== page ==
The Royal Australian Navy (RAN) has completed a successful personnel transfer from the submarine HMAS Waller, while it sat on the seabed off the West Australian coast.
The exercise of submarine escape and rescue is a requirement of the RAN's submarine safety system and demonstrates that the procedures and equipment are in place to rescue personnel in the event of a submarine incident.
The method of submarine escape exercised as part of Black Carillon involves personnel transferring from a bottomed submarine into the James Fisher Submarine Rescue Vehicle, LR5, for transportation to the surface.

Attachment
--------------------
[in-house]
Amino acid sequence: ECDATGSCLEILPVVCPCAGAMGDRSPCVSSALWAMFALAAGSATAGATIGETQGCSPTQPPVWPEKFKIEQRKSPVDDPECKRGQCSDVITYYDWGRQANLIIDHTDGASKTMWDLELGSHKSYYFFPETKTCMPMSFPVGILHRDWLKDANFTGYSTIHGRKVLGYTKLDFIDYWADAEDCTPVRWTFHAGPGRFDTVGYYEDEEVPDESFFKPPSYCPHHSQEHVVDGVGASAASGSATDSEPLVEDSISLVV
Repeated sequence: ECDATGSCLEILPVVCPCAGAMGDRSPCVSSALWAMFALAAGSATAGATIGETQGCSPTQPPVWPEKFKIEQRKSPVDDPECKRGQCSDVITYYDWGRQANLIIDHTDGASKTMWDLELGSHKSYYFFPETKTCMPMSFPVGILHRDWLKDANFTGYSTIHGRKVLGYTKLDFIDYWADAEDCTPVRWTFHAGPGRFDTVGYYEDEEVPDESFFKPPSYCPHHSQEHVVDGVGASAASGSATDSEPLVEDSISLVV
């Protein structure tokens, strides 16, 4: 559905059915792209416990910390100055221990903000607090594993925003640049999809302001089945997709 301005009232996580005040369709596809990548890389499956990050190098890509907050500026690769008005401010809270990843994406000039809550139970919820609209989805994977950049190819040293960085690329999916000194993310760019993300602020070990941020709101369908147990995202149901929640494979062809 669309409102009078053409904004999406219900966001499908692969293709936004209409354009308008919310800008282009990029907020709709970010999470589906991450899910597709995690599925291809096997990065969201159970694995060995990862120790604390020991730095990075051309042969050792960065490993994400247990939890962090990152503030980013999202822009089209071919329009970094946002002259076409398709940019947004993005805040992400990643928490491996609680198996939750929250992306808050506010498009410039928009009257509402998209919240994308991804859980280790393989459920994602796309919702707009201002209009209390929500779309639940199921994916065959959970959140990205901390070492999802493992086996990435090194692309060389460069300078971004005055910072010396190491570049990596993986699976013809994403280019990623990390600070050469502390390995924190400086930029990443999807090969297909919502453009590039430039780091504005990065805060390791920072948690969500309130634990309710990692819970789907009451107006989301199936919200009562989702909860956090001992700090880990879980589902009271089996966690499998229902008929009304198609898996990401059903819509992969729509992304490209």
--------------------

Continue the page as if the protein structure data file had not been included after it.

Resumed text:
Upon surfacing, they are tended to onboard the Australian rescue ship, Seahorse Standard, with specialised RAN medical teams and equipment embarked.
"Black Carillon is an extraordinarily valuable opportunity to exercise our submarine escape and rescue capability," said Commander Submarine Force, CAPT Brett Sampson.
"The successful completion of the submarine escape as part of Exercise Black Carillon proves that the RAN is well equipped to take action to rescue submariners in the unlikely event of a submarine incident."
Black Carillon is the twelfth in a series of RAN submarine escape and rescue exercises designed to demonstrate RAN submarine rescue capability. The RAN uses annual Black Carillon exercises to train and demonstrate this ability.